Thousands rally in L.A.
against education cuts
Teachers, parents, and students protest May 26 outside Los Angeles school board meeting against coming layoffs and other cuts in education in California.
BY WENDY LYONS
LOS ANGELESSome 350 students walked out of Santee High School here May 22 and marched three miles to the offices of the Los Angeles Unified School District to protest impending layoffs. They were joined by 50 students from Manual Arts High School. Another 40 students protested outside Lincoln High School.
The same day 3,000 state workers, union advocates, and home-care recipients demonstrated in downtown Los Angeles to protest proposed cuts to the state home-care program.
The protests were in response to an escalated assault on working people. California governor Arnold Schwarzenegger announced he would halt welfare payments, cut off health insurance to working-class families, and stop cash grants to college students. Threats have also been made to deport up to 19,000 undocumented immigrants in California prisons.
These are the latest proposals to balance the state budget in the wake of the defeat of ballot propositions that would have increased taxes and fees and cut social programs. The federal government has also refused to guarantee billions in emergency short-term loans to the state.
At the same time California treasurer Bill Lockyer insists that short of thermonuclear war wealthy California bondholders will be paid in full.
Official unemployment in the state is more than 11 percent. In many rural areas it is above 15 percent and in the Imperial Valley it is more than 26 percent. Unemployment among 16-19 year-olds is also over 26 percent. Many workers are working short weeks.
In the first quarter of this year home foreclosures in Los Angeles County rose 38 percent. In West Covina alone, two sheriffs deputies carried out 25 evictions in one day. The two cops say they evict 80-100 families a week.
Rising taxes, social program cuts
Sales taxes in the county have gone up to 9.75 percent; gasoline has an added 12 cents per gallon tax and is rapidly rising in price. Car registration fees are doubling and parking meters now cost $2 an hour in many parts of the city while there have been $459 million in transit cuts.
Schwarzenegger ordered more than 238,000 state workers to take two days off per month unpaid. About 2,250 teachers have received layoff notices and are waiting to see if they will be axed.
The new measures proposed by the governor would dismantle CalWorks, which serves more than 500,000 families with children, and eliminate Healthy Families, which provides medical coverage to 928,000 children and teens. Also to be chopped is CalGrants, which provides 77,000 grants each year for college tuition to low- and middle-income students.
In a heads I win tails you lose proposition, Schwarzenegger and state legislators placed six measures on the May ballot to solve the budget deficit. They were all defeated except Proposition 1F that prevents pay raises for legislators and statewide officeholders.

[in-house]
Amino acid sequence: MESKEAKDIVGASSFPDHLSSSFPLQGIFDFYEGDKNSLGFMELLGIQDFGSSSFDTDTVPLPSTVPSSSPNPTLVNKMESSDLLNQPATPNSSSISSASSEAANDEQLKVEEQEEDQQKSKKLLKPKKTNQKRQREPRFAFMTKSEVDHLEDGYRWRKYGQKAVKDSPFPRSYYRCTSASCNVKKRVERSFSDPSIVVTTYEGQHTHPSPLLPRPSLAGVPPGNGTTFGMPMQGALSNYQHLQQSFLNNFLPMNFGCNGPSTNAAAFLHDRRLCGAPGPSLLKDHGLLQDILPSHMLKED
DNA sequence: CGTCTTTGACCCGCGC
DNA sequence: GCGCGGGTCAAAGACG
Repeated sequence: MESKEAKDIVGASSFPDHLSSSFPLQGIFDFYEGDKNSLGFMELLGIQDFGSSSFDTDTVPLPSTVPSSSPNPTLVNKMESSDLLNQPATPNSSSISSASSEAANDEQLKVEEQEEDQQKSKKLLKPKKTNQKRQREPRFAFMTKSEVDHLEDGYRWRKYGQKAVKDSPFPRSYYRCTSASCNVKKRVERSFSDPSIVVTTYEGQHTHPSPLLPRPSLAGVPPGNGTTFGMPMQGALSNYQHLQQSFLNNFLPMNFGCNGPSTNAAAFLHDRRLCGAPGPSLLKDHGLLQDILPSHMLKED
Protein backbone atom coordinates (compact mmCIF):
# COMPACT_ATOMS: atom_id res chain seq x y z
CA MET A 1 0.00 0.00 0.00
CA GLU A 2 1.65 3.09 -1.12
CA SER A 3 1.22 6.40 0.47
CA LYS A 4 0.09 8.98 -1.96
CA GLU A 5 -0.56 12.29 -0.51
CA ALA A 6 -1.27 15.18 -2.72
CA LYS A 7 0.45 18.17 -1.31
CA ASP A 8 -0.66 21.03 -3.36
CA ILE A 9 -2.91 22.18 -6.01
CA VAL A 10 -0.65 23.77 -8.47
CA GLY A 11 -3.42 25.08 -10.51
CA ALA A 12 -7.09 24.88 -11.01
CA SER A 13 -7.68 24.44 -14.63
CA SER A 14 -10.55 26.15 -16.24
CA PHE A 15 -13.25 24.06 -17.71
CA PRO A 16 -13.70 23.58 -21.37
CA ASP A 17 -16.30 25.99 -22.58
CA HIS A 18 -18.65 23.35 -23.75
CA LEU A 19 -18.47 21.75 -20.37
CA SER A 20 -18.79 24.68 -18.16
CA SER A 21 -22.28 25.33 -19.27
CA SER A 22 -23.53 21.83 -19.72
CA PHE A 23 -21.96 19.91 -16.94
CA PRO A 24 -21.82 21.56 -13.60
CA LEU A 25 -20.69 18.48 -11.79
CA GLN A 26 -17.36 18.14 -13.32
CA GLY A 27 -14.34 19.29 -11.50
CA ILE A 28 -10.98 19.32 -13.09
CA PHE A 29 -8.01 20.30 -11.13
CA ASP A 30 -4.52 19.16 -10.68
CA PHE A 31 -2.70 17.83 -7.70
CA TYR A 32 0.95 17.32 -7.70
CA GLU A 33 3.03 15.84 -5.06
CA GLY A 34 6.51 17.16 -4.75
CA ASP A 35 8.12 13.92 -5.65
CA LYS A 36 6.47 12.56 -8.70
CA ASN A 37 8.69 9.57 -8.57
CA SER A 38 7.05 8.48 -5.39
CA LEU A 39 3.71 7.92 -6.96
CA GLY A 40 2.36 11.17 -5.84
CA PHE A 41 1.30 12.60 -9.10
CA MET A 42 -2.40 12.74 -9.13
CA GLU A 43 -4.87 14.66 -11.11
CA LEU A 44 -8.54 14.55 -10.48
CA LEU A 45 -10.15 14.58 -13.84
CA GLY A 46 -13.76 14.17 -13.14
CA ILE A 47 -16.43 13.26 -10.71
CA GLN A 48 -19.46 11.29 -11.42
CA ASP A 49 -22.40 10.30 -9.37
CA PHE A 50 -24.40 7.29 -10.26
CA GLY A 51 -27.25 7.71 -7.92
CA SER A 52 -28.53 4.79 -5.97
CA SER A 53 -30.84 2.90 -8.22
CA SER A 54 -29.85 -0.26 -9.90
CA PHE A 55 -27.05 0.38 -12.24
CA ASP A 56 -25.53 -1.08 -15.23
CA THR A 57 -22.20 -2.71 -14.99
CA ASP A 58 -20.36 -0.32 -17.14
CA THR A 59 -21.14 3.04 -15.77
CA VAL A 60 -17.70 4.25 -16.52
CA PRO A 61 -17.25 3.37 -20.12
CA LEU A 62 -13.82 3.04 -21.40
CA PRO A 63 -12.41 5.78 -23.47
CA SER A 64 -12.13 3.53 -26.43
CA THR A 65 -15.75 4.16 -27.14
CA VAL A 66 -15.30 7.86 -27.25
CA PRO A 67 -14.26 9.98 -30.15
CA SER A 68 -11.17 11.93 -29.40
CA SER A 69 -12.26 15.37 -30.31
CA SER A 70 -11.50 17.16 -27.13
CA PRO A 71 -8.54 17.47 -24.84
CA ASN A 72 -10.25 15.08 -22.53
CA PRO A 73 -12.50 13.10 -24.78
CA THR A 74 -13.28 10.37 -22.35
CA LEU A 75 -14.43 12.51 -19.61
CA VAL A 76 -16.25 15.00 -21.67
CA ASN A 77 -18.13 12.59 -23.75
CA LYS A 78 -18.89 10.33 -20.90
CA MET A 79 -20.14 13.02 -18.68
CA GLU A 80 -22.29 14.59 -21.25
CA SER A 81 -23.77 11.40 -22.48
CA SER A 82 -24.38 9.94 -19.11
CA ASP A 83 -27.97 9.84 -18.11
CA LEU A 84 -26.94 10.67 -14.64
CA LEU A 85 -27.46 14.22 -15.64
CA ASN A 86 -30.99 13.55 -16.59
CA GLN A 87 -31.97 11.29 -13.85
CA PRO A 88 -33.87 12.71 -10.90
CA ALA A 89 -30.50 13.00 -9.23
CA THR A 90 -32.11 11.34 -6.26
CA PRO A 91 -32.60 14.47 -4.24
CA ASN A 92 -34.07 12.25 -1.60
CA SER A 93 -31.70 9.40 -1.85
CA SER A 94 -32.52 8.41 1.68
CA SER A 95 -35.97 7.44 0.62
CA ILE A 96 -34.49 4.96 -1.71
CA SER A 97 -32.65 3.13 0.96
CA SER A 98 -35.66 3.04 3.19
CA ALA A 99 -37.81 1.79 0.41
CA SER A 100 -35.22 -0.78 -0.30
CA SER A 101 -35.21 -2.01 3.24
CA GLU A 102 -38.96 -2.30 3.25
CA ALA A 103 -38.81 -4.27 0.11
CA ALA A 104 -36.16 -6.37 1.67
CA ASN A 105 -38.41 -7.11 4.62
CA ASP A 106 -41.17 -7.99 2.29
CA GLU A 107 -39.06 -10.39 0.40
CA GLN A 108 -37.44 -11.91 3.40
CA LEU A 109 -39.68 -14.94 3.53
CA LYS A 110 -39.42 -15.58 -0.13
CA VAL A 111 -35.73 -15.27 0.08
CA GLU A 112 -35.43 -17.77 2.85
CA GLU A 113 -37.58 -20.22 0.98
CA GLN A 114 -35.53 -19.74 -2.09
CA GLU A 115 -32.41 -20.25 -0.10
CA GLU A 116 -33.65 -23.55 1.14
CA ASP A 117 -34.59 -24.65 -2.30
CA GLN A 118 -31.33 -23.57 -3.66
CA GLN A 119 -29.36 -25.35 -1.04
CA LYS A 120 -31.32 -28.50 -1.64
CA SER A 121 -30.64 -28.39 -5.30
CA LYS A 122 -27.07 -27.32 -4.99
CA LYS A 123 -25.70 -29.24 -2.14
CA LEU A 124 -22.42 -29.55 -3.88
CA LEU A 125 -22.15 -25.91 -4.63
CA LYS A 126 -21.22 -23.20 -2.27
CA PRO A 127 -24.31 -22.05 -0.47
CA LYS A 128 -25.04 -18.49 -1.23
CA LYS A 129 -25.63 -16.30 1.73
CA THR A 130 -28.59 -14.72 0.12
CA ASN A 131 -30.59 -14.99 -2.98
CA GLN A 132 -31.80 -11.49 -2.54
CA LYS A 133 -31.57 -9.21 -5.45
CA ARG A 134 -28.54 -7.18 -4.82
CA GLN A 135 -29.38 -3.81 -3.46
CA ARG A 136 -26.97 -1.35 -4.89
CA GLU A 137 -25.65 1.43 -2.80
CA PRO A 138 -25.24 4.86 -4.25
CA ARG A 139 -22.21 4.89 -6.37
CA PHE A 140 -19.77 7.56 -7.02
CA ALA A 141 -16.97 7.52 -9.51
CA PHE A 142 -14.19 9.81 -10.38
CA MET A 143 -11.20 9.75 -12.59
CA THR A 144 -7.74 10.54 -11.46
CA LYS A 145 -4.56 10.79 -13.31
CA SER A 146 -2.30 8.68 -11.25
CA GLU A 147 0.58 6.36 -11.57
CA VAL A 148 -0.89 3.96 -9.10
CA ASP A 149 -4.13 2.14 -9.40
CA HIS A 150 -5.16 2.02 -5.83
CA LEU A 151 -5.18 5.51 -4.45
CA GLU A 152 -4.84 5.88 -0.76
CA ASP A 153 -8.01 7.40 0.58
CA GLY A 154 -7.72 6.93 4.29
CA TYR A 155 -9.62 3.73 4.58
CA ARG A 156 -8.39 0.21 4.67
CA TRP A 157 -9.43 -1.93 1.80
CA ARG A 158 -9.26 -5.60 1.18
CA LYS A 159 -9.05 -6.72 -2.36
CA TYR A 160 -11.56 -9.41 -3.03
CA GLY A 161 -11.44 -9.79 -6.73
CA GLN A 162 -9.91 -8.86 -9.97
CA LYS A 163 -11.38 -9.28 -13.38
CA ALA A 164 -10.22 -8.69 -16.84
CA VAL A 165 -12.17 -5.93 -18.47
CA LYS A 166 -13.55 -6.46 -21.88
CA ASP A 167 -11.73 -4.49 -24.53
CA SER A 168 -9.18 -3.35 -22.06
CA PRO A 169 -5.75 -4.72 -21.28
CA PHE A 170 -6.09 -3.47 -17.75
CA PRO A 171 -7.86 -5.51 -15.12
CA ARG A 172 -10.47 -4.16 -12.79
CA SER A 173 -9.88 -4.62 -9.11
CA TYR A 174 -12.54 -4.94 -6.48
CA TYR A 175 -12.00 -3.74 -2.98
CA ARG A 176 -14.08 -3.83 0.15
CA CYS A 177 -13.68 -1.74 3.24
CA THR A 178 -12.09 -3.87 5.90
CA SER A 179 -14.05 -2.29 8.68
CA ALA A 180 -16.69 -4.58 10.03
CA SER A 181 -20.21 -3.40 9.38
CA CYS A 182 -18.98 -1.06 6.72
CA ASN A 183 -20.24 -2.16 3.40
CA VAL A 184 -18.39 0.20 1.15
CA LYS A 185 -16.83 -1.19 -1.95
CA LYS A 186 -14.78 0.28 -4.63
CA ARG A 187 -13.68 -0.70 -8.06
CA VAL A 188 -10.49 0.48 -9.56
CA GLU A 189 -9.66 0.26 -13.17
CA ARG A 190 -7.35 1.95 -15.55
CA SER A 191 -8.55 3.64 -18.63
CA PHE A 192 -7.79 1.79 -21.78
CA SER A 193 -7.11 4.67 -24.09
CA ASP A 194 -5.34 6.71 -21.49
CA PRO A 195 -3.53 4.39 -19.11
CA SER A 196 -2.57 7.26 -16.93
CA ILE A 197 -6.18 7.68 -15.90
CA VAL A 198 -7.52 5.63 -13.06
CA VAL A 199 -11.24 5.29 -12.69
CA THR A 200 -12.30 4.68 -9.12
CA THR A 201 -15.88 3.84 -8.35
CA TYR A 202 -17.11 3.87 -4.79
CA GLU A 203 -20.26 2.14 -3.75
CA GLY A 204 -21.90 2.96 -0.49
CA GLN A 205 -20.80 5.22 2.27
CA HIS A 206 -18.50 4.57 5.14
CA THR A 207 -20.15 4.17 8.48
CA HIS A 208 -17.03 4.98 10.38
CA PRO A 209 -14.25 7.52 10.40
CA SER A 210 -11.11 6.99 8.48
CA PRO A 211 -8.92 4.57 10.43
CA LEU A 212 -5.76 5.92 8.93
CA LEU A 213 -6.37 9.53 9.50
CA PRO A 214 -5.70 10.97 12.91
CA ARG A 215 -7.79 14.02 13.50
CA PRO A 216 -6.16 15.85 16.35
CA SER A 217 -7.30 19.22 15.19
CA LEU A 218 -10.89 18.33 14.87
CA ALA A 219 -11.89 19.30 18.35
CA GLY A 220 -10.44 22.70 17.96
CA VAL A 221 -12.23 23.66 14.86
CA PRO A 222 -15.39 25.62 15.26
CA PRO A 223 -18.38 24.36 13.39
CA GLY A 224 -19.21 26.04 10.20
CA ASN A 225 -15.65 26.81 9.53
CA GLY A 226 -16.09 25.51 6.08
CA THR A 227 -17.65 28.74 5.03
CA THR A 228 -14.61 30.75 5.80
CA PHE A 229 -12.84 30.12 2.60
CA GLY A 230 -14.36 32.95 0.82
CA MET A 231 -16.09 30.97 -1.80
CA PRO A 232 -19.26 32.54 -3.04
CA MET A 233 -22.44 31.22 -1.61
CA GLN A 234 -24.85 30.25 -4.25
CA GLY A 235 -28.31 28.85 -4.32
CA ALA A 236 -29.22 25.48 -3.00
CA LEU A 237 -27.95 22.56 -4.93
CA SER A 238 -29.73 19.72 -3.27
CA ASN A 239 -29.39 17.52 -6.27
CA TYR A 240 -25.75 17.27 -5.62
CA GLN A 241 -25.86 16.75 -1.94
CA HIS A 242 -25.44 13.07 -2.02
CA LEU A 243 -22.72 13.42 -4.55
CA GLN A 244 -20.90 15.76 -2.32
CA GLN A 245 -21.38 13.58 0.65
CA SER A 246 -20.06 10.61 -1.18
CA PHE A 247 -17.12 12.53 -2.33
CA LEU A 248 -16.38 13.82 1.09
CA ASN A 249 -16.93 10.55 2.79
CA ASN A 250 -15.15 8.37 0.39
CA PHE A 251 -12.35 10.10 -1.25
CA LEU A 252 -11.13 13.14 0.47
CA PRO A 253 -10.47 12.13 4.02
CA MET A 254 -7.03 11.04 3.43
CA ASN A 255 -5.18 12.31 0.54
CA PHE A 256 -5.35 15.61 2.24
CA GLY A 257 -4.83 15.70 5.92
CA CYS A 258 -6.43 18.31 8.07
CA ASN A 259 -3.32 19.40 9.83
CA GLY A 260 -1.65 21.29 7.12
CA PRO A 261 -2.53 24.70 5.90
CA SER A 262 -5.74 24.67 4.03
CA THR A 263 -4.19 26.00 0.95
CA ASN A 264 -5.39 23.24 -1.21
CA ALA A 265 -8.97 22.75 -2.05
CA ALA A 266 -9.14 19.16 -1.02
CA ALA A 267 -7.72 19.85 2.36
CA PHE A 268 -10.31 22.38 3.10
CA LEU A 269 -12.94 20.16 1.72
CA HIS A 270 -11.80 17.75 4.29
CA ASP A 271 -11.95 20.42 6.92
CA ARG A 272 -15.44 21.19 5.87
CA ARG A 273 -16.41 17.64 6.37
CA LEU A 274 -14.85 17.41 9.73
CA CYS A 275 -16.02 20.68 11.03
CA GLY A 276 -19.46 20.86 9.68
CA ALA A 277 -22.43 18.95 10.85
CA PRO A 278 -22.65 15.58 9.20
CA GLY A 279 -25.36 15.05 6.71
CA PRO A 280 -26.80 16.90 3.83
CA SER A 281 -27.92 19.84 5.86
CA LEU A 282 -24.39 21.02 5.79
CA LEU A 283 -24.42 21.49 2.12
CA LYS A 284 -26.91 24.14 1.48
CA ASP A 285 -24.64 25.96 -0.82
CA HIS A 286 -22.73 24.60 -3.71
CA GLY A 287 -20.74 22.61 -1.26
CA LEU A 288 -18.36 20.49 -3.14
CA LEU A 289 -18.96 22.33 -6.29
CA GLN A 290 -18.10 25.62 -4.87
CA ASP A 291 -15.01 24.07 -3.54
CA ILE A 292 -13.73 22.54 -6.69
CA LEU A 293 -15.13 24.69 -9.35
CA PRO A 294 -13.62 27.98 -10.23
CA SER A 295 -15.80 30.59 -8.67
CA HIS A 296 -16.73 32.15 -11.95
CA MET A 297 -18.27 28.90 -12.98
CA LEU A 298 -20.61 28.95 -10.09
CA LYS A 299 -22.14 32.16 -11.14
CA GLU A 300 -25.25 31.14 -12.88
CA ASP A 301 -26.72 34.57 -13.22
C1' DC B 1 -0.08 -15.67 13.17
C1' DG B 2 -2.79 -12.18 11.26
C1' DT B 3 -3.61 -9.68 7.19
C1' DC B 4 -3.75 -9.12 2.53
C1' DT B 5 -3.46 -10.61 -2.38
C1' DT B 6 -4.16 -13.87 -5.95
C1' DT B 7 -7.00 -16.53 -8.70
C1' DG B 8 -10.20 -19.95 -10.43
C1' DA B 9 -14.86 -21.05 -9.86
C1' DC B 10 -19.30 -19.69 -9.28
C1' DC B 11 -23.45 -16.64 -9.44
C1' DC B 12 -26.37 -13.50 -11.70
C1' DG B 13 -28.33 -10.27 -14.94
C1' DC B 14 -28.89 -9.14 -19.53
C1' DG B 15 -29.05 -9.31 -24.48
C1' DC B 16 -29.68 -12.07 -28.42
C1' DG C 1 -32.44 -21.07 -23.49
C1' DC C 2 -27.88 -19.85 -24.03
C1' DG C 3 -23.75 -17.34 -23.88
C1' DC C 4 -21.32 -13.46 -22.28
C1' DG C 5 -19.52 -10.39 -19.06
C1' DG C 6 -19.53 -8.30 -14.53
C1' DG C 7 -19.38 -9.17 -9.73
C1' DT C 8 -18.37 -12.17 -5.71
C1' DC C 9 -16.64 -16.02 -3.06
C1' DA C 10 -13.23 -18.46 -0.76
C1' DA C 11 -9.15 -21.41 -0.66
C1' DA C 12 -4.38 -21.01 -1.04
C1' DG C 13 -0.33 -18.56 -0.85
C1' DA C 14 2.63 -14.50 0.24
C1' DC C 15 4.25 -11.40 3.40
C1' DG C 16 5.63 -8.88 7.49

Proposition 1A and 1B would have restored billions cut from the schools in exchange for higher income, sales, and vehicle taxes and cuts in cost-of-living-increases for state payments. Propositions 1C and 1D would have cut funds for education unless a new lottery was approved and a childhood development program slashed. Proposition 1E would have drastically curtailed a mental health program.
The cutbacks to In-Home Supportive Services, which provides home care to the elderly, blind, and disabled, would reduce wages for thousands of state workers. In Santa Clara County, union workers earning $12.35 would have their wages cut to $8 an hour. In addition to the pay cuts, hours of service would be reduced.
At a community meeting of students, parents, and teachers May 21 to discuss the impending cuts, a representative of the school district said that as bad as the cuts in teachers would be it would only increase class sizes by an average of two students. Teachers responded by describing classes that have already grown to 40 and even 60 students.
Christian Lopez, a student at Santee High School, said, We need money for education. We dont care where you get it. Just get it. We are going to protest until we change this situation.
Eleanor García, Socialist Workers Party candidate for Congress in the 32nd Congressional District, explained that it is a dead end for working people to try to solve the crisis we confront in the framework of balancing the state budget. These propositions were like asking us which poison do you want to drink to solve their crisis, she said.
We need to unite and fight together for what workers need, not be fighting each other for crumbs. This is a crisis of the capitalist system. We need a revolution by workers to create a system that truly meets our needs. Thats what my campaign is about. Right now we need to fight together around the most immediate things we need.
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